NEW YORK -- The U.S. State Department wants think tanks to disclose any funding from foreign governments "prominently on their websites" if they wish to engage with the agency, ostensibly in an effort to counter influence from China and Russia.
The department's staff will "be mindful of whether disclosure has been made and of specific funding sources that are disclosed when determining whether and how to engage," Secretary of State Mike Pompeo said in a statement Tuesday.
Such disclosure is a request, however, and not a requirement.
Pompeo cited risks that governments such as those of China and Russia "seek to exert influence over U.S. foreign policy through lobbyists, external experts, and think tanks."
But neither country is among the top 20 foreign donors to American think tanks, according to a Foreign Influence Transparency Initiative report published in January by the Center for International Policy. The center, a Washington-based think tank itself, has disclosed funding from the Norwegian government.
Japan and Taiwan rank 11th and 15th, respectively, on that list, with other big funders hailing mostly from Europe and the Middle East.
Taiwan contributed over $3.25 million to 13 top U.S. research organizations between 2014 and 2018, the report said. Japan made $4.86 million in such donations to 18 top think tanks in that same period, while China supported three.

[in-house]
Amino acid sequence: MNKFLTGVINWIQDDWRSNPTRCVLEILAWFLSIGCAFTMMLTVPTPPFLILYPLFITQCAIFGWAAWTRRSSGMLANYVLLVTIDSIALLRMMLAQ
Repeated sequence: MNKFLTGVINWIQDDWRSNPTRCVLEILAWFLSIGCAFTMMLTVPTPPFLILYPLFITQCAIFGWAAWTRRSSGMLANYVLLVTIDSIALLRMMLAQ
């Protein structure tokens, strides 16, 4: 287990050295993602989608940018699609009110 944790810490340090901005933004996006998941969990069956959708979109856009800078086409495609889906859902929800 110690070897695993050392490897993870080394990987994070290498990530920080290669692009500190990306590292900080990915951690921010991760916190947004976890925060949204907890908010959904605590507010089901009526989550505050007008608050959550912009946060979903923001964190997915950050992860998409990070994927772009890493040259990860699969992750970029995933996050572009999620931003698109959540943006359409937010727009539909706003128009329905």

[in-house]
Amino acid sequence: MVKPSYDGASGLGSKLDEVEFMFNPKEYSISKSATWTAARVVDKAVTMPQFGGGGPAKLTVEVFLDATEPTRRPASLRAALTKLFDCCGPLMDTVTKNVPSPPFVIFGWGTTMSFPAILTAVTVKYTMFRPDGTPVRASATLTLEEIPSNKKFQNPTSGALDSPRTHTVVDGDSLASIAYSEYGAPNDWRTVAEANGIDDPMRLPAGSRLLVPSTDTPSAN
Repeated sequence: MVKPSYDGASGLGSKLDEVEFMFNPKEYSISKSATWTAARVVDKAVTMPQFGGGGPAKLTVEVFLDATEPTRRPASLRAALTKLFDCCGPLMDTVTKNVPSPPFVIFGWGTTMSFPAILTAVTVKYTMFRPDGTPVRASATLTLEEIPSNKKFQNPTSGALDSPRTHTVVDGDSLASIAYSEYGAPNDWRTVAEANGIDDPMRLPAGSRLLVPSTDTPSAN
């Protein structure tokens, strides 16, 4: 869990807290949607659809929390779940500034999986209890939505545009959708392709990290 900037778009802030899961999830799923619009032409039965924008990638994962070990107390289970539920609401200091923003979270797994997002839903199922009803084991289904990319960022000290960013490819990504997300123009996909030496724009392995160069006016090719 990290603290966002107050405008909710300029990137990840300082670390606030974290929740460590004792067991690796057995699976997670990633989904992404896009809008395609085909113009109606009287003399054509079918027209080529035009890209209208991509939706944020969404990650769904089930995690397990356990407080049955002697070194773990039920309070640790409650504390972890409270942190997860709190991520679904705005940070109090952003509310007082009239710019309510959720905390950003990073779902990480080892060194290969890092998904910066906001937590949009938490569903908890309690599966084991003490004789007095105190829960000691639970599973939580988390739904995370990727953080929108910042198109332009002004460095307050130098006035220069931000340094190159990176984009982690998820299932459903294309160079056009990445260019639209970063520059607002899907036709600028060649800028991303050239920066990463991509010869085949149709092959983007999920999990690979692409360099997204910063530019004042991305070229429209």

The iconic Brookings Institution, for example, received funding from 22 foreign sources, "mostly Western democracies, but with notable contributions coming from decidedly undemocratic regimes in Qatar, the United Arab Emirates, and Saudi Arabia," the report said.
Notable Asian donors to Brookings between July 2018 and June 2019 include the Japan International Cooperation Agency, Korea International Cooperation Agency and Taipei Economic and Cultural Representative Office in the United States -- Taiwan's de facto embassy in the country. JICA distributes much of Japan's official development aid.
Private institutions such as Japan Bank for International Cooperation, All Nippon Airways, Mitsubishi Corp. and Nikkei also supported the think tank during that period.
Foreign governments are required under American law to register as foreign agents and disclose activities such as lobbying or related spending.
China, which has an organization called the United Front Work Department dedicated to swaying overseas public opinion, has sought to influence in other ways.
A report titled "China's Influence & American Interests," released in April by the Hoover Institution at Stanford University, noted "Chinese outreach to American think tanks" via embassy and consular officials, Chinese scholars and representatives of state media.
One scholar at an American research organization noted that Chinese officials "use both threats and praise" to try to influence her, according to the report, which interviewed 17 China experts at various think tanks.
Several analysts at think tanks reported that they or others in their institutions had received calls from senior Chinese embassy officials regarding projects related to the Dalai Lama, in one case stating, "This is very troubling -- it will have consequences."
"As far as the analysts were concerned, however, there turned out to be no consequences," the report said.